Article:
Watt has over 35 years of experience in software and hardware development and was previously chief scientist of S1 Technologies, chief scientist of SecureWare, and president of IIO Systems. During his career, he has designed and implemented Internet financial applications that include the world’s first Internet bank (Security First Network Bank), military-grade secure operating systems, cryptographic products for email and Internet Protocol (IP) networking, anti-virus products, medical imaging equipment, and industrial controls. He is a graduate of Dartmouth College (A.B. and B.E.) and the Thayer School of Engineering with a Master’s degree in Electrical Engineering.
No two journeys to the cloud are quite the same. What partners and customers need is a solid toolkit that offers flexibility and capability to their constituents to address their particular needs.
To that end, RiverMeadow is excited to announce a new capability - Data Only Migration!
What is Data Only Migration?
Ready to move to the cloud? It’s about time! According to a recent white paper published by Rackspace, moving to the cloud can save companies hundreds of thousands of dollars annually. In this report, Rackspace compares the total cost of ownership (TCO) for self-managed on-premise to a managed hosted solution. The benefits highlighted in their white paper using a Rackspace dedicated hosting solution are astounding, saving around 37% TCO in a 3-year period compared to on-prem.
Struggling to move physical Windows and Linux servers to AWS? Take a look at RiverMeadow; a live-hot clone automation technology to migrate your physical Windows and Linux servers to AWS.
RiverMeadow is announcing the launch of new Cloud Agnostic Migration Services which enable companies to leverage a highly repeatable service offering and intellectual property to minimize risk in their journey to the cloud.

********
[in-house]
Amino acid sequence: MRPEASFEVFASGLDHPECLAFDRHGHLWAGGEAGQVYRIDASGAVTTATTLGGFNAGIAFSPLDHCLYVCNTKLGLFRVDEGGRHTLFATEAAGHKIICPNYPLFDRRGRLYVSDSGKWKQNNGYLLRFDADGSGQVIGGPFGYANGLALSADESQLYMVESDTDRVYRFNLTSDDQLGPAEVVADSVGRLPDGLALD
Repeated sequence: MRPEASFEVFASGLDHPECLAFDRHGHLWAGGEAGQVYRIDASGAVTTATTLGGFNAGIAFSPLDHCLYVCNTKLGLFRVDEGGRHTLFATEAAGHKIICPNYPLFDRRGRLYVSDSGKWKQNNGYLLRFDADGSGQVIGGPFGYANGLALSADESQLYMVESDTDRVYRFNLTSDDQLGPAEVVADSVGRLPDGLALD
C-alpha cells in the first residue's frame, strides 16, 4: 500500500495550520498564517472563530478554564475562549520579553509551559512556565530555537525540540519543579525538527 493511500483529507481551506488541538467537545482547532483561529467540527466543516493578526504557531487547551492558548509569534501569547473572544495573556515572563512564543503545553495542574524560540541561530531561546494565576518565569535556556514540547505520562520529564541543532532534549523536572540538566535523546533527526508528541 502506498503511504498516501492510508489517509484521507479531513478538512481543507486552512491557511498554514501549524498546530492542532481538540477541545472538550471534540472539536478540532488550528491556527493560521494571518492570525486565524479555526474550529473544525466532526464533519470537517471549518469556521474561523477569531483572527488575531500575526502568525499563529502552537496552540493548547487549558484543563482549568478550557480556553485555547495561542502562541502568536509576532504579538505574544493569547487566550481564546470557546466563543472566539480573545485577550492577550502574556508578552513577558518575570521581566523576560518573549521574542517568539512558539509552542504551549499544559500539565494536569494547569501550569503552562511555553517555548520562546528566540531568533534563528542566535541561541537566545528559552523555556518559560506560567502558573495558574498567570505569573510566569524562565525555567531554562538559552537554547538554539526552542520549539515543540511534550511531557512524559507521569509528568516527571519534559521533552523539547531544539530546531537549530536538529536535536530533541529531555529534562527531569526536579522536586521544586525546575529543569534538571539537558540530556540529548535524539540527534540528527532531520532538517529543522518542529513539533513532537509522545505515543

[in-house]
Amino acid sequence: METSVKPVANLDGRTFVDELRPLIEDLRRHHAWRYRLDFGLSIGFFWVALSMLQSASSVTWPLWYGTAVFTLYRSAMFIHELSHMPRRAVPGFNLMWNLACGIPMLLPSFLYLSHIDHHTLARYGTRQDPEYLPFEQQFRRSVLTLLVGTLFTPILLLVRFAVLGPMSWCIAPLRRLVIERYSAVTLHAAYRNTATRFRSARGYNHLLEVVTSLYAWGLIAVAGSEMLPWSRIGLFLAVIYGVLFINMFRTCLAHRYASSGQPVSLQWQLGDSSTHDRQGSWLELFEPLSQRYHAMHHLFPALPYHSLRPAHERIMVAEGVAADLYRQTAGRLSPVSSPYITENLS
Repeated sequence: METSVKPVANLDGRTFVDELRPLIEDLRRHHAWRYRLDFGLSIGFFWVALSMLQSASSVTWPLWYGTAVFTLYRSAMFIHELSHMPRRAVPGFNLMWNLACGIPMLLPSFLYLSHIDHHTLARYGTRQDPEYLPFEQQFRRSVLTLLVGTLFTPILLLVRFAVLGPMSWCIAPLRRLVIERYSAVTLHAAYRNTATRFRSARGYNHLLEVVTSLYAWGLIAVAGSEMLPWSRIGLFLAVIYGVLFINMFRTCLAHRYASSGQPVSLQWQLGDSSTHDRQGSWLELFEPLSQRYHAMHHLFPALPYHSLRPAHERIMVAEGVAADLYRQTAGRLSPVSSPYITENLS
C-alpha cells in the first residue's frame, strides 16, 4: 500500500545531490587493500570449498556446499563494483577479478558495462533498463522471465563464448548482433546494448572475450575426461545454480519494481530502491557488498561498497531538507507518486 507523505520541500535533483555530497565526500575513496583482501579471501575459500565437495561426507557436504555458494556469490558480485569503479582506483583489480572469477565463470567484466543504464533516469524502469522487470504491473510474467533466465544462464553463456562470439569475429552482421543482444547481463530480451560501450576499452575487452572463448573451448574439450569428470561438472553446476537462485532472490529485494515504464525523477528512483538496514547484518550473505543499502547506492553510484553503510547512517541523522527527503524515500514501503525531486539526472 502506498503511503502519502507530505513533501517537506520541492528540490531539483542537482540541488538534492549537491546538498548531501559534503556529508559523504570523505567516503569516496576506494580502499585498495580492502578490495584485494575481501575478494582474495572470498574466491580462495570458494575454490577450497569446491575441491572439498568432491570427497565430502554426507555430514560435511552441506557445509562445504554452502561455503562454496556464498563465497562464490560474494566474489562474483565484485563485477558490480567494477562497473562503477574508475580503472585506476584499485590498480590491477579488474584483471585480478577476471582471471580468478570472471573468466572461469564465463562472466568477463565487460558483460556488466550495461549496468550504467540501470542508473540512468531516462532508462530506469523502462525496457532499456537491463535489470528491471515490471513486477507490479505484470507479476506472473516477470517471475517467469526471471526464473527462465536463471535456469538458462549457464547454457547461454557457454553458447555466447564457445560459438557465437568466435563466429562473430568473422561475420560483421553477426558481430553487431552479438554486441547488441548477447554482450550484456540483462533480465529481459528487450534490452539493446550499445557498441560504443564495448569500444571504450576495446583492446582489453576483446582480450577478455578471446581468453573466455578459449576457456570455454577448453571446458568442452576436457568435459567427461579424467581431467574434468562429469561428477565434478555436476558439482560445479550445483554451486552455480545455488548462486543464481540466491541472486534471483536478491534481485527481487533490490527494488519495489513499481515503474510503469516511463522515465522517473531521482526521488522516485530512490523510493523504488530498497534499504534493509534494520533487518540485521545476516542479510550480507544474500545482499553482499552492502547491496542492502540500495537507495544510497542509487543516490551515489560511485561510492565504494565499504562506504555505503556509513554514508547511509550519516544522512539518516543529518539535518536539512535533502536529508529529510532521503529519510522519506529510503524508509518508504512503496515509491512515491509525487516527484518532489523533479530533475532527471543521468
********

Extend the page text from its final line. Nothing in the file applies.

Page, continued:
Struggling to move application and workloads to and between VMware Clouds? Tired of investing time mastering free tools and staying up in the middle of the night to satisfy change windows? Take a look at RiverMeadow; a live-hot clone automation technology to provision and migrate your applications and workloads.
Back in the late 80's, Cisco, IBM, universities and others started working out the complexities of how to support availability to utilize multiple network paths and vendors with the Border Gateway Protocol.
AWS has fast grown into the platform of choice for numerous enterprises looking to leverage the benefits of a public cloud platform. However, these very same consumers have found that migrating workloads into the AWS platform is a complex, manual process for the following reasons:
When it comes to migrating server workloads to the cloud, not all applications are created equal. Mission-critical applications and workloads are typically the hardest to virtualize, and therefore they're the ones you need to be the most cautious about when making changes to the way they are run. They’re often the most complex and most critical to a business and questions around stakeholder buy-in, architecture, and ISV support and licensing must be addressed before making a move to the cloud. Unlike secondary applications, which can usually be virtualized in a self-contained manner, your mission-critical applications touch a wider range of people, processes and technologies.